A two-man advisory panel from California prison authorities backed the parole of 77-year-old Sirhan Sirhan, convicted of the murder of US senator and presidential candidate Robert F. Kennedy. Sirhan Sirhan has already spent 53 years in prison.
The decision was made at the 16th consecutive hearing on this matter. Kennedy’s two sons also supported her, and the prosecution did not object to Sirhan’s release from prison.
According to Douglas Kennedy, who was a small child when his father was shot in 1968, a killer should be released if he does not pose a threat to others. “I’m thrilled to see Mr. Sirhan face to face.” (…) In one way or another I lived in fear of him. I am grateful that today I can see him as a man worthy of compassion and love – he assured.
Murder of Robert F. Kennedy
Robert F. Kennedy, a New York senator and brother to President John F. Kennedy, killed in 1963, was a Democratic candidate for the White House. On June 5, 1968, at the “Ambassador” hotel in Los Angeles, shortly after the performance celebrating victory in the California democratic primaries, he was hit by Sirhan Sirhan’s three bullets. He died the next day.
Sirhan Sirhan, a Palestinian born in Jerusalem, claimed to have no memory of the attack, which he explained with alcohol abuse. He admitted that he was angry with Kennedy for his support for Israel. He was sentenced to death in 1969, but the sentence was changed to life imprisonment when the California Supreme Court lifted the highest sentence for several months in 1972.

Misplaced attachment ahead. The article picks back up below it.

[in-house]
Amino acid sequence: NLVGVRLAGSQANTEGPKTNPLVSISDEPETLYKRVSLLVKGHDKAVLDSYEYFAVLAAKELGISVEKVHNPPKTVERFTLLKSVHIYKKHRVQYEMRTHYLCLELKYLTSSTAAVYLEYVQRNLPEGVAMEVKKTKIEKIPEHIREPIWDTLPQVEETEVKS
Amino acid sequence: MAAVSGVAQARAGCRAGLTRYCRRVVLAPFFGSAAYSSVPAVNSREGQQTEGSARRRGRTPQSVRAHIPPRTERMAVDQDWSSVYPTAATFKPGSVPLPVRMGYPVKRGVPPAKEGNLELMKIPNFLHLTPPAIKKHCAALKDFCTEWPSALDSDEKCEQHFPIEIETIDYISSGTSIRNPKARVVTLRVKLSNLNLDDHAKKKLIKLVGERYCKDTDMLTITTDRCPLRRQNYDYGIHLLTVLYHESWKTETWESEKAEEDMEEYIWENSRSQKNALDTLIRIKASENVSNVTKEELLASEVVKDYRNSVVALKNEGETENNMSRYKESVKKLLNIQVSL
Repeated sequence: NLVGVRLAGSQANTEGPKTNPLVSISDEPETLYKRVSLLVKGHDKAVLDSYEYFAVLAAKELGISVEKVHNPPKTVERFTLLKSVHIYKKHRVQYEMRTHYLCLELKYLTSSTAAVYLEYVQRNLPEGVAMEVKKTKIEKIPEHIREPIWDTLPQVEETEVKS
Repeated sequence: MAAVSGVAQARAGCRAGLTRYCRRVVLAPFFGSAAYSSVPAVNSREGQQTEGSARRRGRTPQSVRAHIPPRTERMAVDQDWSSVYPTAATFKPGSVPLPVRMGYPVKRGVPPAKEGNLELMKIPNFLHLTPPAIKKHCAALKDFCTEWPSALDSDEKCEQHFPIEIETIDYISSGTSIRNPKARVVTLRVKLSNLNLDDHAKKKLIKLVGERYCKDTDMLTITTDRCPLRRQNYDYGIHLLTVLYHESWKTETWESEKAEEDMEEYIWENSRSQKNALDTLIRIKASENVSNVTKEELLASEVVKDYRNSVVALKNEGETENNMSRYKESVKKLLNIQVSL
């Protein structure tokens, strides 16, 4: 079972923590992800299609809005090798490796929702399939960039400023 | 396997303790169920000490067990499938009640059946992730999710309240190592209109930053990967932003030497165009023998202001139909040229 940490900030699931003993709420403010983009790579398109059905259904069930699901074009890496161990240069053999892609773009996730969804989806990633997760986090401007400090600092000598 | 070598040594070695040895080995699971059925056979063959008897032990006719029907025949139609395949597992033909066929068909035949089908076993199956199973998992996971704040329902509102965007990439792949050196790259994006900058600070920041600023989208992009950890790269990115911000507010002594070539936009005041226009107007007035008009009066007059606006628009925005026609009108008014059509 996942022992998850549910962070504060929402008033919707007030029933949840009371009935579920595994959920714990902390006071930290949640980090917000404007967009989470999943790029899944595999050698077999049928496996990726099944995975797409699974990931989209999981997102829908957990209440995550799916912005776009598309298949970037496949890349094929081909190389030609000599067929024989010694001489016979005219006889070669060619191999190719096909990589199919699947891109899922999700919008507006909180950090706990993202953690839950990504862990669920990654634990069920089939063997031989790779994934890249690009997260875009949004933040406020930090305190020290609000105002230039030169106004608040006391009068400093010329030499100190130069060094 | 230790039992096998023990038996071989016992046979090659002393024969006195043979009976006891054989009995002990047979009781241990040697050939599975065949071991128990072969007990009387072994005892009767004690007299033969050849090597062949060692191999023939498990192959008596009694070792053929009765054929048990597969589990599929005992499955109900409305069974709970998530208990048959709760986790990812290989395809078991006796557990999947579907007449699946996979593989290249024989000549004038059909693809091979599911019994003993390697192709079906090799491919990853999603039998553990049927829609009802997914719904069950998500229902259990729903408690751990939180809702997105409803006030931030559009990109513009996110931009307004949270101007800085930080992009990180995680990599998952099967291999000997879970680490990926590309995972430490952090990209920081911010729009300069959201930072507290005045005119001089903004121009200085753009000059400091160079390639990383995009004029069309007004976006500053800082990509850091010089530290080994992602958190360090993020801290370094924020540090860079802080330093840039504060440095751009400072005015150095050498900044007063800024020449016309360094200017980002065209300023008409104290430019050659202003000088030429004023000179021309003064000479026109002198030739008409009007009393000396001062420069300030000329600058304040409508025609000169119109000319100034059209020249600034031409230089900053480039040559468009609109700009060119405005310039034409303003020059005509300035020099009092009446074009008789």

Sirhan said he has learned to control his anger and that he will “pursue a life of peace and non-violence.” He adds that he is too old to get involved in the Middle East conflict.
The California Parole Board will review the decision of the two-person panel within the next 90 days. Thereafter, her decision will be sent to the governor of California. They will have 30 days to decide whether to release, revoke or amend them.
Some members of the Kennedy family, Los Angeles law enforcement officials, and members of the public have issued letters opposing Sirhan’s release.
Main photo source: Library of Congress